High-ranking Catholic priest Monsignor William Lynn protected the dark "secrets" of child-abusing subordinates, a US prosecutor said Monday at the start of a landmark trial.
The trial of the most senior church official in the United States to be charged with covering up priests' sexual abuse of children began under heavy media scrutiny in Philadelphia.
Prosecutors are targeting Lynn for allegedly shuffling two priests suspected of child abuse to other positions, thereby enabling the crimes to continue.
Assistant district attorney Jacqueline Coelho described Lynn as the "keeper of the secrets," tasked with protecting the church from scandal and keeping parishioners in the dark. "The protection of children was the furthest thing from defendant Lynn's mind," Coelho said.
She promised the jury a painstaking review of church archives in which Lynn would be incriminated by his own words.
Defense attorneys were to give their opening statements later Monday.
The role of such a senior official, whose co-defendant Reverend James Brennan is accused of sexually abusing boys in the 1990s, makes the trial the first of its kind in the United States.
In a surprise pretrial twist Thursday, the other co-defendant, defrocked priest Edward Avery, pleaded guilty to his own sex crimes, thereby avoiding trial. He was immediately sentenced to between two-and-a-half and five years in prison.
Defense lawyers filed papers seeking a delay in the trial, arguing that jurors may have learned of the plea over the weekend, a factor that could damage their clients' chance. The judge, Theresa Sarmina, rejected those arguments and ordered the trial to start.
The case threatens to widen the legal onslaught over a scandal that has already bled the Catholic Church of credibility and money.
"If these ranks of middle managers from which the bishops are drawn, if this really starts to be scrutinized, the people who have become bishops are going to be caught in the web," Terry McKiernan, from the website bishop-accountability.org, which tracks reported abuses, told AFP.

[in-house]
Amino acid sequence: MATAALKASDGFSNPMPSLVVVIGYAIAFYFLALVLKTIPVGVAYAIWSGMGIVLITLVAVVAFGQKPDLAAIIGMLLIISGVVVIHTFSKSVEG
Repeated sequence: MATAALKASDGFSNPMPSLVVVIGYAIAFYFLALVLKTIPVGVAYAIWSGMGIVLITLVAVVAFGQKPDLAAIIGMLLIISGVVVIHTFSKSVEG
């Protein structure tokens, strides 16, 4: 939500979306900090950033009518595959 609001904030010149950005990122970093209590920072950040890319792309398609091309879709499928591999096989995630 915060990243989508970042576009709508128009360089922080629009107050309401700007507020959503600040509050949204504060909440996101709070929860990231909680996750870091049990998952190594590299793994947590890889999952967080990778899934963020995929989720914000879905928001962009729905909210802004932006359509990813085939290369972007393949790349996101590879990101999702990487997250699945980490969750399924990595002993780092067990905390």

In laying out the case against Lynn, Coelho told the jury about roughly 11 priests, including Avery and Brennan, who had been accused of molesting children.
Some of those allegations dated back to the late 1940s, too long ago to be prosecuted. But Coelho told jurors that despite such allegations, each priest still received assignments from Lynn that put him in contact with children.
She faulted a church culture in which "the victims' accounts should be met with skepticism, and priests' accounts should be believed."
Avery, who pleaded guilty to sexually assaulting a boy under 13 years old, was sent to a facility specializing in rehabilitation of sex offender priests.
But, as in other alleged cases, Lynn then assigned Avery to a parish with a school, despite the fact that Avery's therapist warned against putting him around children.
At that parish, in the 1990s, Avery encountered a 10 year-old altar boy referred to in court documents as "Bill," and abused him.
In another incident described in court documents, Brennan allegedly raped a 14 year-old boy during a sleepover at Brennan's apartment in 1996.
Even after that boy's parents reported the rape to the archdiocese, Lynn did not take action beyond transferring Brennan within the Philadelphia region.
Defense lawyers are casting doubt on the credibility of two alleged victims who have long histories of drug abuse and also are looking to sue the archdiocese for millions of dollars in a civil suit.